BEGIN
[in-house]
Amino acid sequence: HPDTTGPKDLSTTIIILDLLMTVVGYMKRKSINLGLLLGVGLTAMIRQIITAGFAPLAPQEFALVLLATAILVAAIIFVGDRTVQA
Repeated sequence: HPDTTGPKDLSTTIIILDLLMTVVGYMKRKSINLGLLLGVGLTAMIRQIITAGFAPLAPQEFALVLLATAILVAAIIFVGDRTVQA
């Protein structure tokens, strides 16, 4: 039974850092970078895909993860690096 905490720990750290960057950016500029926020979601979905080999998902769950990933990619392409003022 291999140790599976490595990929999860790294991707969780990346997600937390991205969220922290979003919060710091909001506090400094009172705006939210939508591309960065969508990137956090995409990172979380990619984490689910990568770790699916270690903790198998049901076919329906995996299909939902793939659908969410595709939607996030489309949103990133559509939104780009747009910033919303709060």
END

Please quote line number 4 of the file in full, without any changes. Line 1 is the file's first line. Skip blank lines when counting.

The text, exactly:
């Protein structure tokens, strides 16, 4: 039974850092970078895909993860690096 905490720990750290960057950016500029926020979601979905080999998902769950990933990619392409003022 291999140790599976490595990929999860790294991707969780990346997600937390991205969220922290979003919060710091909001506090400094009172705006939210939508591309960065969508990137956090995409990172979380990619984490689910990568770790699916270690903790198998049901076919329906995996299909939902793939659908969410595709939607996030489309949103990133559509939104780009747009910033919303709060």